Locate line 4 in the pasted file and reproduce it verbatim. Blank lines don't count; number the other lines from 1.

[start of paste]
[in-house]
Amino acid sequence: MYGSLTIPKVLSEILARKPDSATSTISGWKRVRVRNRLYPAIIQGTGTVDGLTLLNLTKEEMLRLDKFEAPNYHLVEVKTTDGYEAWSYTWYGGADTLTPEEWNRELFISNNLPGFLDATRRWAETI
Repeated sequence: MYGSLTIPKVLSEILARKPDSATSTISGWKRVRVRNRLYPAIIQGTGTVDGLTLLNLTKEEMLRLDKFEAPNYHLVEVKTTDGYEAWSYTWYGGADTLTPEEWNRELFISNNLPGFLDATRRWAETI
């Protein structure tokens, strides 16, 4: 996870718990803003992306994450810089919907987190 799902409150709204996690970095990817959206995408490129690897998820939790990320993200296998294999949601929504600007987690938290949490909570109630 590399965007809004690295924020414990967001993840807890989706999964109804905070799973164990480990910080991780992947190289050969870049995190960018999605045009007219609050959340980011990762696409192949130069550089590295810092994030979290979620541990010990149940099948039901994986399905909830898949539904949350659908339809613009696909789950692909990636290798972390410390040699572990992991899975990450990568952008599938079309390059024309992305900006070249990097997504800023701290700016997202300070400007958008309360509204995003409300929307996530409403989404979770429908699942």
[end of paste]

């Protein structure tokens, strides 16, 4: 996870718990803003992306994450810089919907987190 799902409150709204996690970095990817959206995408490129690897998820939790990320993200296998294999949601929504600007987690938290949490909570109630 590399965007809004690295924020414990967001993840807890989706999964109804905070799973164990480990910080991780992947190289050969870049995190960018999605045009007219609050959340980011990762696409192949130069550089590295810092994030979290979620541990010990149940099948039901994986399905909830898949539904949350659908339809613009696909789950692909990636290798972390410390040699572990992991899975990450990568952008599938079309390059024309992305900006070249990097997504800023701290700016997202300070400007958008309360509204995003409300929307996530409403989404979770429908699942």